Allan Hazlett arrived at Fordham long after I was done with coursework and, curiously, our primary interactions were in interviewing each other. When he visited the campus as a prospective member of the faculty I participated in a lunch designed for him to meet the graduate students so that he could learn about the program from our perspective and we could learn about him and make any judgments. I attended such lunches with many candidates while a graduate student and always enjoyed them. Allan was the most gregarious and frankest candidate I remember meeting with. Completely unhesitant to express what he really thought about a range of topics. He was genuine and genuinely enjoyable to discuss philosophy and the profession with.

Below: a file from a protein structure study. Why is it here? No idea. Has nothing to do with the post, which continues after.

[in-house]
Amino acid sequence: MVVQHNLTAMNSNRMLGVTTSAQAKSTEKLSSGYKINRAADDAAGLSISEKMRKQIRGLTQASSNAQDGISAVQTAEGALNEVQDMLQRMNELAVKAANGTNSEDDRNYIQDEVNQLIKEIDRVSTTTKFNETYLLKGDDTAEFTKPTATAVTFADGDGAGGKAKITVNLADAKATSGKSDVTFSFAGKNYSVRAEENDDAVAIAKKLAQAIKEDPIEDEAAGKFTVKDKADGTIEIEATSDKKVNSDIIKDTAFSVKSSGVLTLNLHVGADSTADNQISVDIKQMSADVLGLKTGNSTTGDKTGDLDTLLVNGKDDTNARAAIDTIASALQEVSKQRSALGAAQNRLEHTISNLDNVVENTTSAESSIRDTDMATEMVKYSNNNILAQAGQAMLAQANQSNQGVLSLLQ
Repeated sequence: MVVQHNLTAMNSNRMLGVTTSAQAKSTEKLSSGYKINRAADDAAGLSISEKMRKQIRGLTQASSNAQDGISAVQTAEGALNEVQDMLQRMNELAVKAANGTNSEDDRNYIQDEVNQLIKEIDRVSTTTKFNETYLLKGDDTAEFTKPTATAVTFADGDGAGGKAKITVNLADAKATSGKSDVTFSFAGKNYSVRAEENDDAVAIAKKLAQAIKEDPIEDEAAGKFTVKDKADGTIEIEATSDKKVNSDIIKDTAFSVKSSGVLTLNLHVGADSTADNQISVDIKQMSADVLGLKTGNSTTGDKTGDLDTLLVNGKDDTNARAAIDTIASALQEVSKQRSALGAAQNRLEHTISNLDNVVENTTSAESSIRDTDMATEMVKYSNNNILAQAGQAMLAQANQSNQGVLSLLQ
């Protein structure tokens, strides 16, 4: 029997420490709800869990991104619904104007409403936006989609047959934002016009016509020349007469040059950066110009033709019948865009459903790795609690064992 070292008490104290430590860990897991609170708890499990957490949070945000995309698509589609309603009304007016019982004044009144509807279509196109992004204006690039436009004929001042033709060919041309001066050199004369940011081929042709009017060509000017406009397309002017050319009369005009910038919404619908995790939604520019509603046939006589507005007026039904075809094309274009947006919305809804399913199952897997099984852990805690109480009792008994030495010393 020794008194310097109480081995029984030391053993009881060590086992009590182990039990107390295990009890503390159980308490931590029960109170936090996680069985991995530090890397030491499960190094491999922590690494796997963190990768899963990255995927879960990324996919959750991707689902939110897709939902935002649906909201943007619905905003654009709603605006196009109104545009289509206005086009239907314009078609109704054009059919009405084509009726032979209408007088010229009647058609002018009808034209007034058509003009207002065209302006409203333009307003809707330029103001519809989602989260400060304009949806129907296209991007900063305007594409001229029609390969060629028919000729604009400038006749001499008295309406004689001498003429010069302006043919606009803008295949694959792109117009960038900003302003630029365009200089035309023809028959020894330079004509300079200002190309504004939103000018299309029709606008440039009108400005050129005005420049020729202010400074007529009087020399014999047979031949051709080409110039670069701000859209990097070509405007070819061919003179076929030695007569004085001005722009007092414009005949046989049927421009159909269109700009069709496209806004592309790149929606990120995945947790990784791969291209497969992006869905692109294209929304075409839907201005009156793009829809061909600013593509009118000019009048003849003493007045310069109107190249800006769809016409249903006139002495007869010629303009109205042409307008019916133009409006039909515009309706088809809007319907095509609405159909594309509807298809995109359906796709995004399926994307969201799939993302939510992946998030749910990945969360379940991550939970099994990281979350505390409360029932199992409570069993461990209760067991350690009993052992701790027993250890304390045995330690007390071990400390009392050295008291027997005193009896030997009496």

And then the last two years as I prepared for the philosophy job market, I signed up to be mock interviewed by members of the faculty and on both occasions Allan wound up one of my mock interviewers. Both times his approach to the interview and his subsequent support, candor, and advice in discussing my performance and how to proceed in real interviews going forward was invaluably helpful, encouraging, and, so, greatly appreciated. The University of Edinburgh is not only getting a good philosopher but a hell of a guy.So, though I didn’t interact with him all that much beyond these interview scenarios and never actually studied with him, I am really delighted for him as he moves on to this new opportunity and I hope earnestly that Fordham does as good a job replacing him as they did in finding him in the first place.